Kulak - definition - "In Russian and Soviet history, a wealthy or prosperous peasant, generally characterized as one who owned a relatively large farm and several head of cattle and horses and who was financially capable of employing hired labour and leasing land."

    Is that better or worse than becoming serfs under the status quo Corporate welfare systems supported by the Liberals and Conservatives?
    The answer to your question is neither.

    I would like to expand on your definition of "kulak". As early as 1919 the word "kulak" had already acquired a broader meaning, well beyond "rich peasant". Anyone who had extra stores of grain - and anyone who opposed Soviet power - could be damned by it. By 1929 anyone who expressed discontent was a kulak. Peasant families that had never used hired labor were put down as kulaks. A household that had two cows, a cow and a calf or a pair of horses was considered kulak. The notion of a "wealthy" peasant might also be one with 2 pigs instead of one. A "wealthy" peasant might also be one who inspired dislike or envy among his neighbors. (Source - "Red Famine - Stalin's War on Ukraine" by Anne Applebaum)

    "....because they were opposed to collectivization, they were branded by the Soviet regime "enemies of the people" and presented throughout the 1920s in government propaganda as wealthy land-grabbing exploiters of their fellow villagers. In lieu of such inflammatory but vague rhetoric, the Soviets attempted to provide a concrete definition of who qualified as a kulak. Accordingly, a decree in May 1929 defined a kulak as someone who had a minimum income of.....and who used hired laborers and owned any kind of motorized farm machinery. ............With respect to the so-called wealth of the kulaks, it should be kept in mind that the average income of an urban worker was the same as or greater than the kulak minimum and included social security benefits not available to rural agriculturalists. Moreover, most of the farmsteads that used hired labor were headed by war invalids or widows, not well-to-do peasant entrepreneurs. In short, the term kulak and the even vaguer category of kulak henchmen had less to do with actual wealth than with the need of the Soviet authorities to have an all-purpose term with which to brand whomever they considered their enemy in the countryside" (Source - "A History of Ukraine - The Land and Its People" by Paul Robert Magocsi) Reply With Quote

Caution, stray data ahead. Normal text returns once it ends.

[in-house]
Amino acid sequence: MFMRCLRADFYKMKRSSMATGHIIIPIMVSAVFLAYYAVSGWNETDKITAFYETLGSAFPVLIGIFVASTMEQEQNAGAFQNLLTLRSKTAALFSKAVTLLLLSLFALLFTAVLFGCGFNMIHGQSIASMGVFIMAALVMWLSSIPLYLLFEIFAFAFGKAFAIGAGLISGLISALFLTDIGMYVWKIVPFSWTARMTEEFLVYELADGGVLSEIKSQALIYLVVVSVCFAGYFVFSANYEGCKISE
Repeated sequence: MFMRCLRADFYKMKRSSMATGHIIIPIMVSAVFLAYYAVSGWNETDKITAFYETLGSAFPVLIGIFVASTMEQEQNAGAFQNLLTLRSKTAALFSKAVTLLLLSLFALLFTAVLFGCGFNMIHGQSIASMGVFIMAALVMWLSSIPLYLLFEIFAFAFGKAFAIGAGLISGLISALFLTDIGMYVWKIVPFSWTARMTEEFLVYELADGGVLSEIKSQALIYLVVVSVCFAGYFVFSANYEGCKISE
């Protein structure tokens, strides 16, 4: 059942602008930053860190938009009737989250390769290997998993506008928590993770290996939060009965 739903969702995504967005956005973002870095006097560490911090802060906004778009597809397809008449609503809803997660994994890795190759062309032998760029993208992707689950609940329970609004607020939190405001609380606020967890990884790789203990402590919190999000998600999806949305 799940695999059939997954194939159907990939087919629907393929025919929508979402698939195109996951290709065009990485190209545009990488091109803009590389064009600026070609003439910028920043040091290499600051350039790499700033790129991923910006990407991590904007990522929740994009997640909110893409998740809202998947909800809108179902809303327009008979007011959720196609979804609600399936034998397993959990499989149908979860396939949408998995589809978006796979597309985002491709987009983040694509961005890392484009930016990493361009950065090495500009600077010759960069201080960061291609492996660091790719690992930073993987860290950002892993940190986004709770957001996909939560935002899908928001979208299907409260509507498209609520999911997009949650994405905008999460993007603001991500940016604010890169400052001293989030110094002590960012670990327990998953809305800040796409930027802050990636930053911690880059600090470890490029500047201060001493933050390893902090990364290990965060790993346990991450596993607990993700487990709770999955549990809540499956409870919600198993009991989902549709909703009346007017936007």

Mar 11, 2019 | 11:42 6 Is that better or worse than becoming serfs under the status quo Corporate welfare systems supported by the Liberals and Conservatives?

    Quote Originally Posted by littledoggie View Post
    The answer to your question is neither.
    I agree. Both are poor choices. What do we do about it? Reply With Quote
    Mar 12, 2019 | 07:27 7 Ah, the age old question. Property rights? Anti-combine legislation and enforcement? Lobbying changes? Accountability laws for politicians and top-level bureaucrats? An end to vertical integration?

    All impossible. I'm sure, as the world moves towards being a 'company town'. Reply With Quote